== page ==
Kanlaon volcano records highest sulfur dioxide emission this year, Philippines
A sharp increase in SO2 emissions was recorded at Kanlaon volcano last week, creating concerns over potential phreatic eruptions.
On April 30, 2023, Kanlaon Volcano’s sulfur dioxide (SO2) emissions surged to an average of 1 099 tonnes/day, nearly ten times higher than the average of 124 tonnes/day recorded since March 2023. This marks the highest recorded value this year, PHIVOLCS said.1
Additionally, volcanic SO2 concentrations were detected for the first time in thermal springs on the northern slopes in April 2023.
A total of 141 volcanic earthquakes occurred between April 1 and April 30, 2023, averaging five per day, with depths ranging from shallow to 10 km (6.2 miles) beneath the edifice’s northern and western portions.
Continuous GPS and electronic tilt measurements have recorded short-term inflation of the lower and middle slopes since March 2023, indicating slow pressurization within the volcano.
These factors suggest increased hydrothermal activity beneath the edifice, possibly driven by the degassing of deeper magma and raising the likelihood of phreatic or steam-driven explosions at the summit crater.
At this time, Alert Level 1 remains in effect for the volcano. The public and local government units are strongly advised to remain vigilant and avoid entering the 4 km (2.49 miles) Permanent Danger Zone (PDZ) due to the increased risk of sudden and hazardous phreatic eruptions without warning. Civil aviation authorities should also caution pilots against flying near the volcano’s summit, as ejecta from any sudden phreatic eruption could pose a danger to aircraft.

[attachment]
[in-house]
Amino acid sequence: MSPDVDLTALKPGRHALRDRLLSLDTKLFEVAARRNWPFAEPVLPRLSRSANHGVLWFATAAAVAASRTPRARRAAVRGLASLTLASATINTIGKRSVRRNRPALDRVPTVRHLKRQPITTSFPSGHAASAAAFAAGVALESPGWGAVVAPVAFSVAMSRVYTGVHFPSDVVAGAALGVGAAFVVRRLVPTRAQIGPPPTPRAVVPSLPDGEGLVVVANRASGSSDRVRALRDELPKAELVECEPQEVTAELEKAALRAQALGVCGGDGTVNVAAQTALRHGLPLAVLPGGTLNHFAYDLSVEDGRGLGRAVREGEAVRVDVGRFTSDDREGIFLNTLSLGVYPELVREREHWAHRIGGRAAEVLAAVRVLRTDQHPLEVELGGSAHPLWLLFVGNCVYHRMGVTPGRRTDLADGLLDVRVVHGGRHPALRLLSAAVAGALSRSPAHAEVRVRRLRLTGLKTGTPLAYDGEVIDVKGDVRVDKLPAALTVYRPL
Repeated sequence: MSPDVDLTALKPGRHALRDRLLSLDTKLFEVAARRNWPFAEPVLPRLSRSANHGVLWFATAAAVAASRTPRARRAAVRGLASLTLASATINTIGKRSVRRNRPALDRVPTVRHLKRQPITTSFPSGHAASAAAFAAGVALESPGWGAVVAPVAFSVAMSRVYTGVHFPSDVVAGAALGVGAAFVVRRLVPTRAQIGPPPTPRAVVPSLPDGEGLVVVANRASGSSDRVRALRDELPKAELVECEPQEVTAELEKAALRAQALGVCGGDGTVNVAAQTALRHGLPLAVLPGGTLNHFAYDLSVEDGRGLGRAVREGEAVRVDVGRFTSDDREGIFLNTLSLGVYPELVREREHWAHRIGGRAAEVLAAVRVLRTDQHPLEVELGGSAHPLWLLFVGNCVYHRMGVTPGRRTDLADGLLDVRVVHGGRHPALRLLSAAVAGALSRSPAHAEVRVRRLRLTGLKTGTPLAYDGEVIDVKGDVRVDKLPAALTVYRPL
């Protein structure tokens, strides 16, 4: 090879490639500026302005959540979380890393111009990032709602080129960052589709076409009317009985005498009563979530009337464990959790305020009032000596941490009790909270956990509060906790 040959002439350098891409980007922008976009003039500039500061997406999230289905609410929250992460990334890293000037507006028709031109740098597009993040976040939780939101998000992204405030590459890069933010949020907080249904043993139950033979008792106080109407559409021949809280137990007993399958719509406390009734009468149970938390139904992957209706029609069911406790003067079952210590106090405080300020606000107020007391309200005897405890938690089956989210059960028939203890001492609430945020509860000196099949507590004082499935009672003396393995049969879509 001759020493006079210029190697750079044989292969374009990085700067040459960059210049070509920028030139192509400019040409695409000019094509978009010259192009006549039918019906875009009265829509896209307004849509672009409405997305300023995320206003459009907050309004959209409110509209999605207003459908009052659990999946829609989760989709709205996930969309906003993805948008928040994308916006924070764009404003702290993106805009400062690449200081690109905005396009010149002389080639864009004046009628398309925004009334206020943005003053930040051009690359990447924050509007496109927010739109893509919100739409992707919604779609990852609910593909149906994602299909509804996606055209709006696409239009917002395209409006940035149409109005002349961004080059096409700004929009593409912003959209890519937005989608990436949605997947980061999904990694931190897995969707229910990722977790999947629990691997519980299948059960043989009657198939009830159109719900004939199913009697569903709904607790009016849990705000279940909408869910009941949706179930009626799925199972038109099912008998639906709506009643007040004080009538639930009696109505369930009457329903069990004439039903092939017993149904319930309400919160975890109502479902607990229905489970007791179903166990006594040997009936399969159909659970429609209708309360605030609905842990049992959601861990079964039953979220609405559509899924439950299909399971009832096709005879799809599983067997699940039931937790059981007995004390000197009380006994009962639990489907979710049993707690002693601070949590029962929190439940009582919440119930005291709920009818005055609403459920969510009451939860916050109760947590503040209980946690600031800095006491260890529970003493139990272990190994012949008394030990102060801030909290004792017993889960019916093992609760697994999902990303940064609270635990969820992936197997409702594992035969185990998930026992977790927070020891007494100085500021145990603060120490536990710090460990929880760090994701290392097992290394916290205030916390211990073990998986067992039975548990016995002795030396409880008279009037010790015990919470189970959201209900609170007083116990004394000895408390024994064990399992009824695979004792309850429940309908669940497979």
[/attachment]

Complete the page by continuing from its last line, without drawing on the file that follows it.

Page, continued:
DOST-PHIVOLCS is closely monitoring the activity at Kanlaon Volcano and will provide updates on any new developments.
Kanlaon volcano (also spelled Canlaon), the most active of the central Philippines, forms the highest point on the island of Negros. The massive 2435 m (7 989 feet) high andesitic stratovolcano is dotted with fissure-controlled pyroclastic cones and craters, many of which are filled by lakes.
The largest debris avalanche known in the Philippines traveled 33 km (20.5 miles) to the SW from Kanlaon. The summit of Kanlaon contains a 2 km (1.2 miles) wide, elongated northern caldera with a crater lake and a smaller, but higher, historically active vent, Lugud crater, to the south.
Historical eruptions from Kanlaon, recorded since 1866, have typically consisted of phreatic explosions of small-to-moderate size that produce minor ashfalls near the volcano.2
1 Kanlaon Volcano Advisory – DOST-PHIVOLCS – May 1, 2023
2 Kanlaon – Geological summary – GVP
Featured image: Kanlaon volcano on April 19, 2023. Credit: Copernicus EU/Sentinel-2, EO Browser, The Watchers
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